Incidence, clinical presentation and mortality of liver cirrhosis in Southern Sweden: A 10-year population-based study

EMMA NILSSON, H. Anderson, K. Sargenti, S. Lindgren, H. Prytz

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Summary Background In Sweden, the most common causes of liver cirrhosis are alcohol overconsumption and hepatitis C. However, recent data on the clinical characteristics of Swedish patients with cirrhosis are scarce. Aims To determine the incidence, clinical presentation, aetiological spectrum and survival rates of liver cirrhosis in Southern Sweden from 2001 to 2011. Methods We used population-based medical registries to conduct a cohort study of all patients with liver cirrhosis in the southernmost region of Sweden with a population of 1.17 million. Medical records and histopathology data were reviewed. Patients were classified according to aetiology, and clinical parameters were registered. Patients were followed until death or December 2014. Results A total of 1317 patients with cirrhosis were identified. The crude annual incidence of cirrhosis was estimated at 14.1/100 000. The most common aetiology was alcohol overconsumption with or without additional causes of cirrhosis (58%) followed by HCV alone (13%) and cryptogenic cirrhosis (12%). At diagnosis, ascites occurred in 43%, variceal bleeding in 6% and overt encephalopathy in 4%. The median follow-up was 4.3 years. The total 1-, 5- and 10-year survival rates were 79%, 47% and 27% respectively. Survival rates were better for women than for men. A 10-year cumulative incidence of transplantation was 7.3%. Mortality was worst for alcoholic cirrhosis with concomitant HCV when adjusted for age and gender. Conclusions Sweden continues to have a low incidence of cirrhosis compared with other European countries. Mortality varies with gender, aetiology and severity at diagnosis. Patients with alcoholic cirrhosis with concomitant HCV infection fare worst.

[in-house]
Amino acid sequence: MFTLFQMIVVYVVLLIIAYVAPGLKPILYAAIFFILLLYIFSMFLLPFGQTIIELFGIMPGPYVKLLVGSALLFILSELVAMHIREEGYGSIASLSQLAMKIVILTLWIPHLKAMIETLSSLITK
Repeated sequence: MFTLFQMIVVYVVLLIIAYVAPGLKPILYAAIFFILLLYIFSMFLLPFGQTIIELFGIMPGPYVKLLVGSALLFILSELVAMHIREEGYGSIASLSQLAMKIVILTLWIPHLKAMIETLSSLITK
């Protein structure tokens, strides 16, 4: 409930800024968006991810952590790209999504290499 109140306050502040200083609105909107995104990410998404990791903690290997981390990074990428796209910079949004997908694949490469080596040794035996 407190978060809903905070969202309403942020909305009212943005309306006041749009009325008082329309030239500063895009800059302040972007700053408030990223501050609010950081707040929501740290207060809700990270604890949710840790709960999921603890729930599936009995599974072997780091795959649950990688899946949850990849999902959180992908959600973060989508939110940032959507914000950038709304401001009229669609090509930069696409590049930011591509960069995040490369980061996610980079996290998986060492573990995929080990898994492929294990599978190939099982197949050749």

Original languageEnglish
Pages (from-to)1330-1339
Number of pages10
JournalAlimentary pharmacology & therapeutics
Issue number12
Publication statusPublished - 2016 Jun 1

Subject classification (UKÄ)

  • Urology and Nephrology


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